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It Is Enough

Toni Morrison, the Nobel Laureate, wrote, “At some point in life the world’s beauty becomes enough. You don’t need to photograph, paint it or even remember it.  It is enough.”

My gut says Ms. Morrison is right, especially because she is writing particularly about beauty. And beauty is a good thing.  But is it ever okay to forget life’s suffering?

I confess that there is a greed in me that is desperate to remember everything, beautiful or not. After all, I believe that everything in life can serve as either an example or a caution and therefore it is all useful, if not now, then soon.

If we forget, how then can we learn?  This is especially true about life’s terrible moments, for experience is often the most effective teacher.

In a quandary, I keep thinking about Ms. Morrison words, and I come to understand something essential:  Moments lived and then forgotten by our consciousness are never lost to us forever. They become a part of who we are, like the air and water that we consume in some way become a part of who we are and can never be separated from us again.

Although a moment can neither permanently empower nor permanently defeat us,  as parts of our essence, all moments become part of our history and building blocks for our future. All moments are useful.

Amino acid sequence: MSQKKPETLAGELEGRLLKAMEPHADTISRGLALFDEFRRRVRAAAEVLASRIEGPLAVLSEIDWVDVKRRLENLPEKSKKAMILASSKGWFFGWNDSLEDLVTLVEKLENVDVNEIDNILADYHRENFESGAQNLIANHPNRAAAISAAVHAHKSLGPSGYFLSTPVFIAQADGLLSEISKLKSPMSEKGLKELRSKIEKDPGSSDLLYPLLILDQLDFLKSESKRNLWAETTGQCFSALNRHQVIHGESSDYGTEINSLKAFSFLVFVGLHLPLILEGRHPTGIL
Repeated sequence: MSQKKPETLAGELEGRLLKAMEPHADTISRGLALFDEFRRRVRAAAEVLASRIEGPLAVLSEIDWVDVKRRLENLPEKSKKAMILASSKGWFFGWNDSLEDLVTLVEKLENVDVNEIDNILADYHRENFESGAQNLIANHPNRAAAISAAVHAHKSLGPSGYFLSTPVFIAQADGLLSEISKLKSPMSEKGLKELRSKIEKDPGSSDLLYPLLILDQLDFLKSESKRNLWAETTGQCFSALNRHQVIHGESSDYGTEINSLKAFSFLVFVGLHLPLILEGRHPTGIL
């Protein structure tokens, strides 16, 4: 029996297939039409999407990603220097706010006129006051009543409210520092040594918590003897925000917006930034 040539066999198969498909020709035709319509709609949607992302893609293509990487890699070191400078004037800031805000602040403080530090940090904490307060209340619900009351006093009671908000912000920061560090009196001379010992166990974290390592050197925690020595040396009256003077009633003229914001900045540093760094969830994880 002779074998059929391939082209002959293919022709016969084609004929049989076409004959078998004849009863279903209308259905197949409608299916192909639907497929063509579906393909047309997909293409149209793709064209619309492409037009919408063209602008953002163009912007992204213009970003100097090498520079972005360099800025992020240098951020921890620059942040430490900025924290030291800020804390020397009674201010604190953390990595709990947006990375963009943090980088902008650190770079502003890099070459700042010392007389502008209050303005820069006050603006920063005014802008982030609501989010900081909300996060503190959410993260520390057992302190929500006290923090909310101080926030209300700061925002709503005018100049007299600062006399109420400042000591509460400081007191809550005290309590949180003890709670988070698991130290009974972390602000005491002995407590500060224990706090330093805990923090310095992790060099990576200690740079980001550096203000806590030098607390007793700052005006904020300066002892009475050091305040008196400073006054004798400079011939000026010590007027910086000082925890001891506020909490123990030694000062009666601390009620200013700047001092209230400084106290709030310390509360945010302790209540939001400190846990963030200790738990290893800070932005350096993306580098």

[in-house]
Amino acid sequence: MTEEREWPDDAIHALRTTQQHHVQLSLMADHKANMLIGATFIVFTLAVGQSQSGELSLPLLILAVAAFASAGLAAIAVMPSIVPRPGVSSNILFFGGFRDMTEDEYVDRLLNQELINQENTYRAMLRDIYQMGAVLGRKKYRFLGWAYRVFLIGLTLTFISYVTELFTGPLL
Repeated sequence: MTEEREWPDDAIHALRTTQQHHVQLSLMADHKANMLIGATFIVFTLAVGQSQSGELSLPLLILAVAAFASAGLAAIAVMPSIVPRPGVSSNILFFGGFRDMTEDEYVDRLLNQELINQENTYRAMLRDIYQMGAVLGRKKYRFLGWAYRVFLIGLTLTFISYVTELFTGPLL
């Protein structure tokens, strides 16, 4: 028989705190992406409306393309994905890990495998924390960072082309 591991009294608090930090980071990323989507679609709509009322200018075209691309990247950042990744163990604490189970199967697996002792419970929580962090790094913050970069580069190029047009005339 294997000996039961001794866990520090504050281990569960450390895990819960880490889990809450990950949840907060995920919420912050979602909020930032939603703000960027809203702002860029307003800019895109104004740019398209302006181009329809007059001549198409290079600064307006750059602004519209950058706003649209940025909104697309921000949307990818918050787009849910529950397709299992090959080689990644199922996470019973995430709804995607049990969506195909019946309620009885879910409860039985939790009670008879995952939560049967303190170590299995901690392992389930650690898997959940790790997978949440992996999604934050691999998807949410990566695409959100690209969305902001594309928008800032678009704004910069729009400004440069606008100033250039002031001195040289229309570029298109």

Perhaps the most intriguing thing about time is that it accommodates all moments, whether any one of us humans remember them or not.

Understand Yourself Better….and Other People Too!

Do you want to enjoy learning about human nature? Do you like it when the things you learn prove useful in your day-to-day life?

Would it benefit you to:

1) Increase your sense of personal wellbeing?

2) Be a better friend, family member, and citizen?

Are you willing to understand how you can really improve your circumstances instead of wasting time sifting through ineffective advice from questionable sources?

If the answer is yes, then head to Prof. Tamar Gendler’s online Open Yale Course: Philosophy and the Science of Human Nature ( It’s free and requires no registration. All video lectures are a click away on youtube or iTunes, and all course materials (including transcripts of the lectures) are easily accessible.

The twenty-six, 45 minute lectures examine human nature through a tantalizing blend of traditional Western philosophy and modern empirical psychology.

The Yale website appropriately states that “[the course is structured around three intertwined sets of topic: Happiness and Flourishing; Morality and Justice; and Political Legitimacy and Social Structures.” But this makes it sound dryly academic, and it is not.

This course’s content is clear and engaging; and Dr, Gendler’s delivery is as refreshing as it is delightful.  The suggested texts can be a bit onerous for those not accustomed to academic reading, but please know that it is not essential to read them to understand the lectures.

But don’t take my word for it!  See for yourself!